Wedding-LowRes-20

Wedding photos by Rebecca Murray

Wedding-LowRes-7

Wedding-LowRes-56

Wedding-LowRes-53

Our honeymoon is in Brussels in four weeks. We’re going to visit Brueghel’s house and play Jacques Brel songs. I’ll take him to the flea market, sit him down with a black cherry beer, and see if I can still haggle in Flemish and French.

I cannot wait.

But don’t be hasty. You must be sure you are besotted. When it happens, you will know. 

I brought Emily in closer to her new acquaintance: ‘Emily, meet your Monet. Monet, Emily.’ 

Words did not fail her. ‘Hello, beautiful,’ she whispered.

The morning of our wedding was damn cold in the mountains outside Melbourne. The witch in me had chosen the Winter Solstice, after all. I woke early, before him. We’d stayed up with whiskey and tunes the night before; our rings were ready on the bedside table, my dress hanging on the bathroom rail. I watched him sleep. His head was turned away from me on the pillow, his arms wrapped around himself.

I leaned down and gently kissed his sleeping shoulder.

‘Hello, beautiful,’ I whispered.

Wedding-LowRes-112

Permalink 1 Comment

My stack of spines

May 30, 2019 at 8:44 pm (Uncategorized) (, , , , , , , )

I’ve been writing, as usual, but I’ve also been reading.

Lord, have I been reading.

I’ve always been a bookworm but it seems to have kicked into high gear recently. There’s a stack of spines on my dresser, but also in my kitchen, and the studio too. I almost hold my breath when walking past The Sun bookshop in Yarraville, or Brown and Bunting in Northcote, lest my feet automatically turn and walk in, my fingers opening and closing in readiness. As conundrums go, it’s really not a bad one, hey?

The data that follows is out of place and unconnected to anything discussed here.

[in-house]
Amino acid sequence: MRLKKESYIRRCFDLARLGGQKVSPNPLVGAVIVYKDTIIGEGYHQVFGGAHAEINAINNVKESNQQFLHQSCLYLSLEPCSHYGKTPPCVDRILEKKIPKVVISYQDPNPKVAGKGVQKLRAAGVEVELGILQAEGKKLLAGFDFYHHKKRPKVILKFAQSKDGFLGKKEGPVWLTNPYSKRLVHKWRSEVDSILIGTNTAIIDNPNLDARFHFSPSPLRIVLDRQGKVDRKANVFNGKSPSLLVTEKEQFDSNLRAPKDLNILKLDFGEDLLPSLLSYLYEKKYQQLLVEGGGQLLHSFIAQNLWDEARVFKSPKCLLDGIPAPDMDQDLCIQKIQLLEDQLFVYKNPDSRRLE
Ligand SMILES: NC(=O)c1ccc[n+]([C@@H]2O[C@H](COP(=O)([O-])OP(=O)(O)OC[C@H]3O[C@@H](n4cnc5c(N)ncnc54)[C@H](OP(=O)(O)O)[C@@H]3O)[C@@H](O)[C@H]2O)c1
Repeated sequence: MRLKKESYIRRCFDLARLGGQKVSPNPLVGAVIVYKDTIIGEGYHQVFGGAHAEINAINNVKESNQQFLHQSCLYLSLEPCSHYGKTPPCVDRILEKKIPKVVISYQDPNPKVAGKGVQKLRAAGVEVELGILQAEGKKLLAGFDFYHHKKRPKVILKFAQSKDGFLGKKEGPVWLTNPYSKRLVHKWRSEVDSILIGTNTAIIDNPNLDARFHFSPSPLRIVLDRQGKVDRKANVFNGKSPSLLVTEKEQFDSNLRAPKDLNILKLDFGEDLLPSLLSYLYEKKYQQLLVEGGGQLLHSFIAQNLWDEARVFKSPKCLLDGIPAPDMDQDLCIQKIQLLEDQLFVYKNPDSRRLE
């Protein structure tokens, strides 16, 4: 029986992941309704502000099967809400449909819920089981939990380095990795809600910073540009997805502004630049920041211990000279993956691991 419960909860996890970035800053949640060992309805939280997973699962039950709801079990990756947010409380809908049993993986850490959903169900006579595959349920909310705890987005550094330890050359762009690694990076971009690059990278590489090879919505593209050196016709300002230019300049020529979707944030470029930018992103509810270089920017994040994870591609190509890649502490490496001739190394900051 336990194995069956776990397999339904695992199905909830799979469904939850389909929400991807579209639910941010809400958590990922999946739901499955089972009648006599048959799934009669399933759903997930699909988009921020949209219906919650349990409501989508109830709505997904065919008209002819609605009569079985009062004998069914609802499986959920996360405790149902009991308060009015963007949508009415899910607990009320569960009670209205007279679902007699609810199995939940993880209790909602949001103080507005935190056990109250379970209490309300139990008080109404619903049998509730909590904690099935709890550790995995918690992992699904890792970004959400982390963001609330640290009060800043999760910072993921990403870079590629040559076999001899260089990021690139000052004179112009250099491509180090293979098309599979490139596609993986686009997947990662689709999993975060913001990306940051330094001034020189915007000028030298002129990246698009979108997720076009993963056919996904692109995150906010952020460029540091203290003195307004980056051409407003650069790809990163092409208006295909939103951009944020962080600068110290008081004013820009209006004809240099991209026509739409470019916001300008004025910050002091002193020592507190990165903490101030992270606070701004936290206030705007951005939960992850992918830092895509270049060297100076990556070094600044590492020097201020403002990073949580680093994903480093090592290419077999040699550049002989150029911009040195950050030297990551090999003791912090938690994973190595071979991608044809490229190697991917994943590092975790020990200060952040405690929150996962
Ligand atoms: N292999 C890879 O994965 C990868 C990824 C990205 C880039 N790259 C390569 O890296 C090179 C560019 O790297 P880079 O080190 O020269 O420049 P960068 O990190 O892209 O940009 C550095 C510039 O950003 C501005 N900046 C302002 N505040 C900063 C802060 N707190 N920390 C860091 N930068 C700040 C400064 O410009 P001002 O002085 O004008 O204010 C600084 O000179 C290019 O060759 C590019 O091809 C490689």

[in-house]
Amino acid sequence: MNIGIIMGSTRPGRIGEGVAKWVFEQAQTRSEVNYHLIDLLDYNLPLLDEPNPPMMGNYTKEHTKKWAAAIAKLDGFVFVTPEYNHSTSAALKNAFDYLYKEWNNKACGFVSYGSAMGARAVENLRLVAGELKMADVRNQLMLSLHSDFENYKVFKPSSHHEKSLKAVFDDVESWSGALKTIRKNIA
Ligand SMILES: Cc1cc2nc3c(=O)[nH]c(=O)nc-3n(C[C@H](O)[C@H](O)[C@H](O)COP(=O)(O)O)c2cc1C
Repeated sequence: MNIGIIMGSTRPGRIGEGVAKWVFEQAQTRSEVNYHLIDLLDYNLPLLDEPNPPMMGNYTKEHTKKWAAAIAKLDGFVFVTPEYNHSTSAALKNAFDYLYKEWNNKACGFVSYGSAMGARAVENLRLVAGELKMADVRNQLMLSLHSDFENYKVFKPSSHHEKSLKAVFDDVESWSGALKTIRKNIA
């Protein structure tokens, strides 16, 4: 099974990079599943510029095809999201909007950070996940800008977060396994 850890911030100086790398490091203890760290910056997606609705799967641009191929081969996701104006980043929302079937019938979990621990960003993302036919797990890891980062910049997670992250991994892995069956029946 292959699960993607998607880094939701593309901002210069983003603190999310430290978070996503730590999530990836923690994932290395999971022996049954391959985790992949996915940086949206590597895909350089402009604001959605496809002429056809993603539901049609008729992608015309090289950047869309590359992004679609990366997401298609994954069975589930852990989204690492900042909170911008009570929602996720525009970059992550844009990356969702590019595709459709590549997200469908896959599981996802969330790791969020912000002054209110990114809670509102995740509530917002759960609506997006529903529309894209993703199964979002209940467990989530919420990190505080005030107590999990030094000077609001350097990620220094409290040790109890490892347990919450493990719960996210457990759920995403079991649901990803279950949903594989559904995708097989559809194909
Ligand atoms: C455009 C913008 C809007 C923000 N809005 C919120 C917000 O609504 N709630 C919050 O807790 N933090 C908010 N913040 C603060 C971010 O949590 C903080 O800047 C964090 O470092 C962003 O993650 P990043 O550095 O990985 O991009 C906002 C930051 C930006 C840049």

Here are some of the books that I’ve slid from a stack recently, and devoured.

Saga Land’ by Richard Fidler and Kári Gíslason

Anyone who regularly reads this blog knows how much I love Iceland. Even my pharmacist, hairdresser and vet know how much I love Iceland. My novel is set there – currently getting stuck into manuscript revisions and edits, thanks for asking! I studied the language at university, and I’ve been there many times, including an incredible month-long writing residency in a tiny fishing village up near the Arctic Circle. Unforgettable.

novel edits

Editing advice from my Icelandic fortune cards: ‘Let go of it.’

‘Saga Land’ is deeply engaging. It offers twin strands of the authors’ personal history and travels across that wild, white land, woven in with tales of the sagas and their richly detailed insight into Icelandic culture and history. Definitely worth a read.

‘Rebecca’ by Daphne du Maurier

I was a latecomer to this classic. In all honesty, my tastes run more to contemporary titles: I still resent English Literature classes and their force feeding of Austen and the Brontës. Du Maurier is one of my partner’s favourite writers, so when I found this gorgeous version of ‘Rebecca’ in Ampersand, Sydney’s revered second-hand bookstore, I couldn’t resist (their brunch of black sticky rice, coconut cream and caramelised bananas with crushed hazelnuts also got a huge thumbs up). I started reading this book at the airport flying home to Melbourne and could not put it down for a week. I kept sending my man texts along the lines of ‘I can’t believe Max de Winter did (spoiler)!’ or ‘Oh my god, Mandelay (spoiler)!’ This glorious Gothic suspense novel makes me want to visit Cornwall, and scan more bookshelves for du Maurier’s name.

Rebecca at Ampersand

Delights at Ampersand Books, Sydney